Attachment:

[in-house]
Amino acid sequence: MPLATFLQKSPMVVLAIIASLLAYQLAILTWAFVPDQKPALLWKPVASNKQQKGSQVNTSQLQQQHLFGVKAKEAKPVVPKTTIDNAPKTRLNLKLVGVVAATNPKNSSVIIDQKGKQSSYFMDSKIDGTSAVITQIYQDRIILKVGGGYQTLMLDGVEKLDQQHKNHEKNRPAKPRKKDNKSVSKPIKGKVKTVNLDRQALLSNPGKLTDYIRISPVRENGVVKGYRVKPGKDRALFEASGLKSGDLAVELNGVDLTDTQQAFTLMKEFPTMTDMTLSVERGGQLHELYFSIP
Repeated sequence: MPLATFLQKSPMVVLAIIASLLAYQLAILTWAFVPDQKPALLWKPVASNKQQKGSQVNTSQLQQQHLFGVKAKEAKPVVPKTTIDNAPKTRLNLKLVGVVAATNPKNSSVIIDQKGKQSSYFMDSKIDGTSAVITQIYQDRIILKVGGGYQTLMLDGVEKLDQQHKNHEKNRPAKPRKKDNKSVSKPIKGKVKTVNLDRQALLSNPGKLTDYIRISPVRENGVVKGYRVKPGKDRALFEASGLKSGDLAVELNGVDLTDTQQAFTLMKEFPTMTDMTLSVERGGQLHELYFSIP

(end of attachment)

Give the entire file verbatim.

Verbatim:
[in-house]
Amino acid sequence: MPLATFLQKSPMVVLAIIASLLAYQLAILTWAFVPDQKPALLWKPVASNKQQKGSQVNTSQLQQQHLFGVKAKEAKPVVPKTTIDNAPKTRLNLKLVGVVAATNPKNSSVIIDQKGKQSSYFMDSKIDGTSAVITQIYQDRIILKVGGGYQTLMLDGVEKLDQQHKNHEKNRPAKPRKKDNKSVSKPIKGKVKTVNLDRQALLSNPGKLTDYIRISPVRENGVVKGYRVKPGKDRALFEASGLKSGDLAVELNGVDLTDTQQAFTLMKEFPTMTDMTLSVERGGQLHELYFSIP
Repeated sequence: MPLATFLQKSPMVVLAIIASLLAYQLAILTWAFVPDQKPALLWKPVASNKQQKGSQVNTSQLQQQHLFGVKAKEAKPVVPKTTIDNAPKTRLNLKLVGVVAATNPKNSSVIIDQKGKQSSYFMDSKIDGTSAVITQIYQDRIILKVGGGYQTLMLDGVEKLDQQHKNHEKNRPAKPRKKDNKSVSKPIKGKVKTVNLDRQALLSNPGKLTDYIRISPVRENGVVKGYRVKPGKDRALFEASGLKSGDLAVELNGVDLTDTQQAFTLMKEFPTMTDMTLSVERGGQLHELYFSIP